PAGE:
It's a whole new world

Thoughts in motion for Media Studies & H.O.C

Analysis Project #2: Formal Analysis

Filed under: Class Assignments — Natalie Bernabe at 6:57 am on Friday, December 9, 2011

Natalie Bernabe

History of Cinema II

MEDST 144

Prof. Amy Herzog

The Materiality of Mesh in the Afternoon

            Within every movie, there is a plot, or a storyline. One that draws us in, allowing us to envelop ourselves to the lives of the characters and their actions. Rarely do viewers remember the director and what they are striving to portray, which is an idea or thought they wish to share. However, there are certain films that filmmakers have succeeded in drawing the viewer’s attention to the ‘materiality’ of film, or the physical attributes that make up a film, such as the camera and frames. These films are notable for their either daring content or in the interesting way they have filmed the movie. These films are called avant-garde films, or experimental films. One such film that has drawn our attention to the materiality of the film is Maya Deren’s 1941 avant-garde film Meshes of the Afternoon.

However, there are many different types of avant-garde films that can draw one’s attention to the materiality of the film. What sets Meshes of The Afternoon apart from the rest? For one, there is the film’s storyline, which does contribute in drawing our attention to the filming rather than the film, which was a bit unusual. The entire piece revolves around a surreal dream-like environment that relies heavily on imagery and the use of cinematic techniques, and was a film that dealt with devastating psychological problems, inspired by many French Surrealist films, such as films made by Salvador Dali. The film is made without the use of special effects by computers, which was unavailable in the 40s, but there were other methods. How does the film Meshes of the Afternoon depict a surreal dream world without the use of computer-generated imagery (CGI)?

One scene in particular drew my eye to notice the materiality of the film. In the video, the scene is 2 minutes and 22 seconds long, from 4:17 to 6:39, as the video is 13 minutes and 30 seconds long. The scene starts with a medium close-up of a woman, who is played coincidently by Maya Deren, who opens a door to a living room, where she scans the room. Here, the camera has a horizontal take of newspapers on the floor, some furniture until it reaches some stairs which has a butter knife facing down. Earlier in the film, we had seen a similar scene, yet the camera took a take of the center of the room, and there was a telephone instead of a knife. There is an uncanny feeling in the silence of the room, and how similar the scene prior to this one was. Then she goes up the stairs, and we see the camera focus on only her feet ascending the stairs. Prior to the scene, the stairs were the only thing depicted of her going up the stairs. While she is going up, the film is now in slow motion, showing us an approximate 23 seconds of a slow motion action of walking up the stairs, and then her face from a high angle shot as she reaches the railing. We then see her slowly walking through some black curtains in a light room, almost as if she is in another dimension. It feels unnatural, and is very captivating; it does not look like it would happen in real life. This slow motion editing of the film makes us conscious of the materiality of the film, for the filmmakers did not simply press a button on a computer to slow the frames down, but had to edit them physically; frame by frame. The use of slow motion in this film helps to depict a surreal dream environment without the use of CGI.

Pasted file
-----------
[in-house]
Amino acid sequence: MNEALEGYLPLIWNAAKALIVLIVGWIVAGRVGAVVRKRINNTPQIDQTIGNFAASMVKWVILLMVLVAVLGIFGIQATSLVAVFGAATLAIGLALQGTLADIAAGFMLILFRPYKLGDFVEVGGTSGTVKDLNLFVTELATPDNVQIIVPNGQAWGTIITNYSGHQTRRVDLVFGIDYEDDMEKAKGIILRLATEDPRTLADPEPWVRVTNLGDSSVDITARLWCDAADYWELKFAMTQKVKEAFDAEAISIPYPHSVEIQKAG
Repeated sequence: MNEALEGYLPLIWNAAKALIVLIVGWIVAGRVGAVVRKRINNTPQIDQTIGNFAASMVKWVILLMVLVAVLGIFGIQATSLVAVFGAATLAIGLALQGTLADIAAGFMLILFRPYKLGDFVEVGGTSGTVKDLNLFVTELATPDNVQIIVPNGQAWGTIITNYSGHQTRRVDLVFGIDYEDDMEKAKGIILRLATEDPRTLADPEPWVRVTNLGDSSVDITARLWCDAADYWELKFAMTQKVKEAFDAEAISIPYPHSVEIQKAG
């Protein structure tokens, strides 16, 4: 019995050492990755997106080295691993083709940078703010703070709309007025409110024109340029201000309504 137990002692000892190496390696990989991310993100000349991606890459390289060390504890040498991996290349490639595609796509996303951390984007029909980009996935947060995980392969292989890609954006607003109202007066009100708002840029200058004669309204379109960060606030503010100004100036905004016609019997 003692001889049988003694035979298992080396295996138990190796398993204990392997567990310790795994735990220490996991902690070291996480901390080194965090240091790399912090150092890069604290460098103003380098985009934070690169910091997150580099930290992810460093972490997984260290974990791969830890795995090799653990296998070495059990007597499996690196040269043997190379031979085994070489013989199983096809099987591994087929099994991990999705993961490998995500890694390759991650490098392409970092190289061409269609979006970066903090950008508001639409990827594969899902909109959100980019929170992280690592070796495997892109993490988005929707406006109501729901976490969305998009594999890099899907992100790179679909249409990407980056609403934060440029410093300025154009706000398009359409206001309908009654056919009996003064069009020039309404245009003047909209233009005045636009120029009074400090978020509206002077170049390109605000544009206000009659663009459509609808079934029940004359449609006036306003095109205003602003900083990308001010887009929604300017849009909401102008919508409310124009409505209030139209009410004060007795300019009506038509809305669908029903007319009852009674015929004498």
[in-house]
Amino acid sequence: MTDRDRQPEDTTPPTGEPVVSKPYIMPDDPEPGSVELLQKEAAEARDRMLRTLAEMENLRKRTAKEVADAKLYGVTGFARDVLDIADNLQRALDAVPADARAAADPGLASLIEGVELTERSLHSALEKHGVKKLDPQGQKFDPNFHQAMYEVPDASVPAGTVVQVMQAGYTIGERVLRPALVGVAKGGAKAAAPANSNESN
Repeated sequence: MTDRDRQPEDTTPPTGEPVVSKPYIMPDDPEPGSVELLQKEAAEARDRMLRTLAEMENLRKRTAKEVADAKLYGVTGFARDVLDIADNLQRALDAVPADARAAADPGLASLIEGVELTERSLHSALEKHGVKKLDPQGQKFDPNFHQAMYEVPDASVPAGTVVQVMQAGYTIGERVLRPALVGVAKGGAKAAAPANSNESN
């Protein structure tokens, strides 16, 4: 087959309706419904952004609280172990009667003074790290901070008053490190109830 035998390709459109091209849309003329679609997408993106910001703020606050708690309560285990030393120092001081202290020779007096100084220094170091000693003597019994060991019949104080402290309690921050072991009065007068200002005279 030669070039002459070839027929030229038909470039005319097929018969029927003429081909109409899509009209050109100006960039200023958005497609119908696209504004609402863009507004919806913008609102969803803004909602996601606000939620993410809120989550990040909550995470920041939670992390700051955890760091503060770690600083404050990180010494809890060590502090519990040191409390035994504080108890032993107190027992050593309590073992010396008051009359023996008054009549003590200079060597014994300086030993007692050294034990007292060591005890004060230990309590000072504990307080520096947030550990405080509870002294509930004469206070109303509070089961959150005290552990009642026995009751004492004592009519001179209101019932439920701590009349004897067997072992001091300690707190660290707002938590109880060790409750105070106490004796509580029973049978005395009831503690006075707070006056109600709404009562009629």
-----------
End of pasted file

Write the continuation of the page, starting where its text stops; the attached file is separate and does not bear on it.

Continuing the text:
She now enters the room through the window in real time, and looks down at the bed, where a phone is unhooked on the pillow. As she reaches to uncover the blankets, there is a loud humming sound and we see her uncover a knife. Now, the camera is zoomed in for us to see a close-up of the woman’s face in the reflection of the knife, where the light makes it seem as if her face is moving to the side, and gives her face an eerie quality that looks unnatural. She puts the phone back on the hook, and is now moving backwards into the window and drums are being hit, and a flute is being played. She moves backwards into the railing and looks around frantically with her arms waving about, meanwhile the camera is turning. Although she is only on the stairs, having the camera turned into a specific angle makes it seem as if she is trying not to fall into the ceiling. Her hair blowing and her hands desperately clinging to the ceiling make it seem as if she was propelled there and as if she is literally stuck to the ceiling. The camera’s angle shot of her torso and under her chin emphasizes this as well. She finally reaches the arch into her living room. We only see a medium shot of her as her arms are splayed across the wall, she could very well be standing on a chair, but the wind and her actions make it seem as if she is stuck there. Then we see a high angle take of the room. The two things that drew our attention to the materiality of the film were the camera angles, and the Maya’s portrayal to an uncanny circumstance. The camera angles and shots helped depict a topsy-turvy world  where up was down and nothing seemed aligned, but this effect was strengthen by the Maya’s acting out a ‘falling’ victim with her movements of her body and arms. It was similar to that of Alice dropping down the rabbit hole, and had that same surreal quality to it, which is what drew our attention to it. It did not have to rely on special effects such as CGI to capture the same feeling, and our attention was tied with the camera’s movements.

We then see her reach from the ceiling down to the phonograph, where she turns it off, and is now on the floor looking at her double sleeping on the chair near the window. She now touches the window, where we see her reflection for a brief moment, as she stares down to a figure cloaked in black holding a large flower. As well as herself from a high angle shot running towards the figure. Both her hands are on the window as she stares at them, and the shot reflects the trees in the window glass, which makes her hair seem as if it is turning into leaves; giving her an ethereal quality. Meanwhile, strings are being pulled along with the distinct humming. This is how the scene ends.  The use of the split-screen technique in this scene was truly effective because it really emphasized the dream-like quality of the scene; the fact that one of the doubles was watching one sleep and one run. Dreams do not usually make sense, and this portion of the scene was very unusual and fantastical. The shot of her and her reflection, although perfectly normal, felt as if it foreshadowed the arrival of a new double; which did arrive. The entire film had the recurring scene of her trying to catch up to the cloaked figure, which was shown in this scene. The last shot by the camera, where her hair looks like it is turning into part of the tree, was exceptionally creative. This was one of the best techniques used to and again, added to the surreal dream environment, without CGI.